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Effects of α-farnesene biosynthesis precursors on α-farnesene and ethylene production were studied using Lovastatin-treated or nontreated `Delicious' and `Granny Smith' apples [Malus sylvestris (L.) Mill. var. domestica (Borkh.) Mansf.]. In nontreated fruit, α-farnesene was detected only in fruit peel (≈3 mm) and not in the more proximal cortical tissue. α-Farnesene was not detectable in preclimacteric fruit peel at harvest. Mevalonic acid lactone (MAL) or farnesyl pyrophosphate (FPP) induced α-farnesene production when fed to preclimacteric peel tissue, but hydroxymethylglutaric acid (HMG) did not. Fruit stored at 0 °C for 30 days (climacteric fruit) produced α-farnesene, and addition of HMG, MAL, or FPP further increased α-farnesene production. When treated at harvest with Lovastatin at 1.25 mmol·L-1 and stored at 0 °C for 30 days, fruit produced ethylene but did not produce α-farnesene. Whereas MAL and FPP induced α-farnesene production in peel sections from these fruit, HMG did not. Induction of α-farnesene by precursor feeding was concentration-dependent and had no effect on ethylene production. Cortical tissue sections from climacteric fruit did not produce α-farnesene unless HMG, MAL, or FPP were fed during incubation. Including Lovastatin at 0.63 mmol·L-1 in the feeding solution eliminated HMG induced α-farnesene production, but did not affect MAL or FPP-induced α-farnesene production. Neither precursor feeding nor Lovastatin treatment affected ethylene production in cortical tissues. Chemical name used: [1S-[1a (R°), 3α, 7β, 8β (2S°, 4S°), 8αβ]]-1,2,3,7,8,8α-hexahydro-3,7-dimethyl-8-[2-(tetrahydro-4-hydroxy-6-oxo-2H-pyran-2-yl)ethyl]-1-naphthalnyl 2-methylbutanoate (Lovastatin).

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Lovastatin is a specific hydroxymethylglutaryl coenzyme-A reductase inhibitor in animals and as such, is a potent cholesterol lowering pharmaceutical for human use. Because it has also been shown to inhibit α-farnesene in certain plants, we investigated its effects on ethylene and α-farnesene biosynthesis, volatile production, and fruit color during ripening in `Golden Supreme' apples [Malus sylvestris (L.) Mill. var. domestica (Borkh.) Mansf.]. Immediately after harvest, fruit were dipped in Lovastatin solution for 2 min, allowed to dry, and stored in the dark at 20 °C for 30 days. Internal ethylene at harvest was low (< 0.1 mL·L-1) and α-farnesene was undetectable. Both internal ethylene and α-farnesene increased in nontreated fruit during 30 days storage. Prestorage Lovastatin treatment did not affect ethylene synthesis, but at 1.25 or 2.5 mmol·L-1 nearly eliminated α-farnesene production. At 0.25 mmol·L-1, Lovastatin delayed the increase in α-farnesene production about 12 days and reduced total α-farnesene production by the end of storage compared with controls. When applied to nontreated preclimacteric fruit, ethephon at 1.4 mmol·L-1 increased both internal ethylene concentration and α-farnesene production. In Lovastatin-treated preclimacteric fruit, however, ethephon increased internal ethylene concentration without promoting α-farnesene synthesis. In another trial, after 30 days storage at 0 °C, fruit were treated with 1.25 mmol·L-1 Lovastatin and stored at 20 °C with air circulation for 20 days. These fruit accumulated similar amounts of ethylene as nontreated controls, but α-farnesene production decreased rapidly and was not detectable after 5 days. Treating with ethephon at 1.4 mmol·L-1 increased α-farnesene production in control fruit but not in Lovastatin-treated fruit. Lovastatin treatment did not affect the change in fruit color. Chemical names used: [1S-[1α (R °), 3α, 7β, 8β (2S °, 4S °), 8ab]]-1,2,3,7,8,8α-hexahydro-3,7-dimethyl-8-[2-(tetrahydro-4-hydroxy-6-oxo-2H-pyran-2-yl)ethyl]-1-naphthaienyl 2-methylbutanoate (Lovastatin); 2-chloroethylphosphonic acid (ethephon).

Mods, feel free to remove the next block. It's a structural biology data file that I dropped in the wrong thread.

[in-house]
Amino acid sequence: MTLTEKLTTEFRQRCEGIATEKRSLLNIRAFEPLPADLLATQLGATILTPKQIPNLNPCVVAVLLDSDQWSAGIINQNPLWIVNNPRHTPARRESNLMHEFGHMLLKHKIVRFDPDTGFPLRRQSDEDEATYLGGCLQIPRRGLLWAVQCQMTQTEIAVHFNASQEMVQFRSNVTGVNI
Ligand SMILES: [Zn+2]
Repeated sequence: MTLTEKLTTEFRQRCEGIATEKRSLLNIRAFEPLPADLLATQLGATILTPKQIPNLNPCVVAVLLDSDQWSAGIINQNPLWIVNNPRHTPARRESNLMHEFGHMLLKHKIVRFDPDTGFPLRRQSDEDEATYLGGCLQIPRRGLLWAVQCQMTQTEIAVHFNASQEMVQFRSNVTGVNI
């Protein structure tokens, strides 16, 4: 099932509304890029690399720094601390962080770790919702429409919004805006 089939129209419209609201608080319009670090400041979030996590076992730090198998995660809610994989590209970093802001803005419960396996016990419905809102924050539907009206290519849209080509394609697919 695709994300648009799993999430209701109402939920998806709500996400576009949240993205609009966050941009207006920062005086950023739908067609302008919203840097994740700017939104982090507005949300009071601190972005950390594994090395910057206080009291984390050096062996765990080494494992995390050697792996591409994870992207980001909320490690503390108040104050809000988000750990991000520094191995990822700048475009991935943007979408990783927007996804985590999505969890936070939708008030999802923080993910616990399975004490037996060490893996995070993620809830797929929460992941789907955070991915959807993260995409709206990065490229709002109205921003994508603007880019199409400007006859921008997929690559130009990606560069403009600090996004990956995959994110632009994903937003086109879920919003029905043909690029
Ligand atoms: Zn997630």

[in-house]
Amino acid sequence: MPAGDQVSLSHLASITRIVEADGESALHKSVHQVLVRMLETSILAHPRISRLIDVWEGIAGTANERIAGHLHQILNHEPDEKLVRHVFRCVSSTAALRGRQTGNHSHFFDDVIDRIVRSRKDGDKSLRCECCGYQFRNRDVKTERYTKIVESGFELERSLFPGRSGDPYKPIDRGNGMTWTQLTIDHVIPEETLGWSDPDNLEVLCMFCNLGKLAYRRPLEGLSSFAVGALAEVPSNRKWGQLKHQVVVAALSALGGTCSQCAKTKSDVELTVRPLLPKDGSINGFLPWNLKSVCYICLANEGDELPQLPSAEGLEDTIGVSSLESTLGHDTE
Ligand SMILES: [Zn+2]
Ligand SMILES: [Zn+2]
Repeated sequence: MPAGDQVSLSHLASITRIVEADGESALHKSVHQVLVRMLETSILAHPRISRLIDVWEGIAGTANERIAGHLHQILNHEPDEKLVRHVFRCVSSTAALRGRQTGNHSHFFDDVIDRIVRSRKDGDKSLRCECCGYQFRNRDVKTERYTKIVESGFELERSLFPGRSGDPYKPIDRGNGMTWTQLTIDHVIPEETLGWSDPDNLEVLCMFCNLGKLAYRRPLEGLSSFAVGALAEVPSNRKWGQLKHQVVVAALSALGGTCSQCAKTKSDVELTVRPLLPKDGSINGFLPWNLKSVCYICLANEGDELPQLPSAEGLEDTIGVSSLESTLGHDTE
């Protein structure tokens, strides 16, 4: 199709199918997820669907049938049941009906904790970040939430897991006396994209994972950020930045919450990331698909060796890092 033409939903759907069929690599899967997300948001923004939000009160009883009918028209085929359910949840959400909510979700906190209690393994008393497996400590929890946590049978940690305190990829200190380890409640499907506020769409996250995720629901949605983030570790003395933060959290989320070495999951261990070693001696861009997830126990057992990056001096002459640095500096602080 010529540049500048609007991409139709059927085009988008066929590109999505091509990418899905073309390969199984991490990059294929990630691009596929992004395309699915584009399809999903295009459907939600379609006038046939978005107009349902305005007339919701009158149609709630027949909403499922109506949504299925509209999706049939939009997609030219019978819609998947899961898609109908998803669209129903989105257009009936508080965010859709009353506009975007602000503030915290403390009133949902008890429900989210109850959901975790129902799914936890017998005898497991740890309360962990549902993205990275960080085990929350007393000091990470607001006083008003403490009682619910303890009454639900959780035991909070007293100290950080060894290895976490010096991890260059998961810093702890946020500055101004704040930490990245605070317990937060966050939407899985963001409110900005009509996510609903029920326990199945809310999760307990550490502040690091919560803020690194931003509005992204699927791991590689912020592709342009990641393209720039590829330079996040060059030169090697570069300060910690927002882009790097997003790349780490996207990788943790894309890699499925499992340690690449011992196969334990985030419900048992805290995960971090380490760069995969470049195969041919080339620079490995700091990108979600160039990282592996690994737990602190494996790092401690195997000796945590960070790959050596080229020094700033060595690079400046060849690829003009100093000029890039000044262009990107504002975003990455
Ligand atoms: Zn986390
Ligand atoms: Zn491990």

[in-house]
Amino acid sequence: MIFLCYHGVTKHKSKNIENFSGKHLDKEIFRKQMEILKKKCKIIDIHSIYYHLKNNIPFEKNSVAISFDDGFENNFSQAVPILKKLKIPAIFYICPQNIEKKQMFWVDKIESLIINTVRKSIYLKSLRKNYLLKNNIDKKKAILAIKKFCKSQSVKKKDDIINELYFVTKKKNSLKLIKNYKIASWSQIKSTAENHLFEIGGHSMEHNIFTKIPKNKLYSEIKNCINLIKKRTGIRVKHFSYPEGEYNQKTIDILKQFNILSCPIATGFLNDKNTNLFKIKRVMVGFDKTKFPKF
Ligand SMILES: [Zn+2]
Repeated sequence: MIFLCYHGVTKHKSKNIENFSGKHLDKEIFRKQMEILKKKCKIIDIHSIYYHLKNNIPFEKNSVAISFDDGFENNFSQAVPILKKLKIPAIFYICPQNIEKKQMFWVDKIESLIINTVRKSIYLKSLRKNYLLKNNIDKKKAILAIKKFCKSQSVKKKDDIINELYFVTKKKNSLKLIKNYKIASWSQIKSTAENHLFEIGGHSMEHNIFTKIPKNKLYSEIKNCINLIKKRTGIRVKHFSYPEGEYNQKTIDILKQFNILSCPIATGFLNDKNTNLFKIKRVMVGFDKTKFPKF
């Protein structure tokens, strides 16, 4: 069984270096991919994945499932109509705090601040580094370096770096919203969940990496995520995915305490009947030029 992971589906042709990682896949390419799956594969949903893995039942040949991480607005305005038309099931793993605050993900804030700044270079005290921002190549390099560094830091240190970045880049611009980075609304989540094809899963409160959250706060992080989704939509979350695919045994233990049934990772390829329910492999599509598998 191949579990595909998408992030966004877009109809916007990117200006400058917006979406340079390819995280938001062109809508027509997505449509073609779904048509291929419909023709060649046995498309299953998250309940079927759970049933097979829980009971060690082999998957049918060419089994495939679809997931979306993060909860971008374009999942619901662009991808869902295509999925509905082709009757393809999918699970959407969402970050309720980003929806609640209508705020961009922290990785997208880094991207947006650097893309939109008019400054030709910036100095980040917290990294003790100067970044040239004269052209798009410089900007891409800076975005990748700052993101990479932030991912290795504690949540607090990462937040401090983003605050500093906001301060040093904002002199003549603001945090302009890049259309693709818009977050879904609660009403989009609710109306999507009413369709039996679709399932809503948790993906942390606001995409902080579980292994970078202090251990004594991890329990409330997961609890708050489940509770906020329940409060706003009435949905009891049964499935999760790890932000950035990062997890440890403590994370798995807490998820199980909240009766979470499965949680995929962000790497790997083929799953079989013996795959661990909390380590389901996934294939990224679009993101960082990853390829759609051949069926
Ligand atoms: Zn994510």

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Effects of Lovastatin treatment on ethylene production, α-farnesene biosynthesis, and scald development were studied using `Delicious' and `Granny Smith' apples [Malus sylvestris (L.) Mill. var. domestica (Borkh.) Mansf.] and `d'Anjou' pears (Pyrus communis L.) stored in air at 0 °C. During 6 months storage, Lovastatin did not affect internal ethylene concentration but reduced α-farnesene production in a concentration dependent manner in both apples and pears. Lovastatin reduced scald at 0.63 mmol·L-1 and inhibited scald completely at 1.25 or 2.50 mmol·L-1 in `Delicious' and `Granny Smith' apples. In `d'Anjou' pears, Lovastatin at concentrations from 0.25 to 1.25 mmol·L-1 inhibited scald completely. After 8 months storage, inhibition of scald in both apples and pears by Lovastatin was concentration-dependent but none of the concentrations totally eliminated scald. Compared with 11.8 mmol·L-1 diphenylamine, Lovastatin treatment reduced scald to the same level at 1.25 mmol·L-1 in `d'Anjou' pear and 2.50 mmol·L-1 in `Delicious' and `Granny Smith' apples. Lovastatin did not affect apple or pear fruit color, firmness, soluble solids content, or titratable acidity during storage in either apple or pear compared with the controls. Chemical name used: [1S-[1a (R °), 3α, 7β, 8β (2S °, 4S °), 8αβ]]-1,2,3,7,8,8α-hexahydro-3,7-dimethyl-8-[2-(tetrahydro-4-hydroxy-6-oxo-2H-pyran-2-yl)ethyl]-1-naphthaienyl 2-methylbutanoate (Lovastatin).

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Abstract

Paclobutrazol (PP333) is a promising new bioregulant for controlling size of trees and significantly reducing the need for dormant and summer pruning. ‘Delicious’ trees were treated with a high rate of PP333, which resulted in some smaller, flattened fruit with shorter pedicels. Application of either gibberellin A4+7 plus 6-benzylamino purine (Promalin) or gibberellin A3 (GA3) before or at full bloom increased fruit size, pedicel length, and leaf size on PP333-treated trees.

Open Access

Lenticel breakdown disorder (LB), most prevalent on ‘Gala’ (Malus × domestica) apples, especially in arid regions, has also been observed on other common cultivars. Depending on the preharvest environment, fruit maturity, and length of storage, LB usually appears as one or more round, darkened pits, centered on a lenticel, ranging in diameter from 1 to 8 mm. Symptoms are not visible at harvest nor are they usually apparent on unprocessed fruit after storage. However, following typical fruit processing and packing, symptoms are fully expressed after 12 to 48 h. Because the 3 to 4 weeks preceding ‘Gala’ harvest are usually the hottest and least humid, we theorized that desiccation stress was a main causative factor. Thus, several unique lipophilic formulations were developed that might reduce desiccation potential during this period of hot arid weather and rapid fruit enlargement. Emulsions of lipophilic formulations were applied to whole trees at various dosages and timings. In 2005, using a single handgun application 1 day before harvest, the best treatment reduced LB by about 20% in fruit stored 90 days at −1 °C. The following season, the best treatment from a single handgun application 7 days before harvest reduced LB by 35% after 90 days at −1 °C, whereas 3 weekly applications beginning 3 weeks before harvest reduced LB in similarly stored fruit by as much as 70%. In 2007, the best single treatment applied 1 week before harvest using a commercial airblast sprayer reduced LB by almost 50% after 90 days at −1 °C.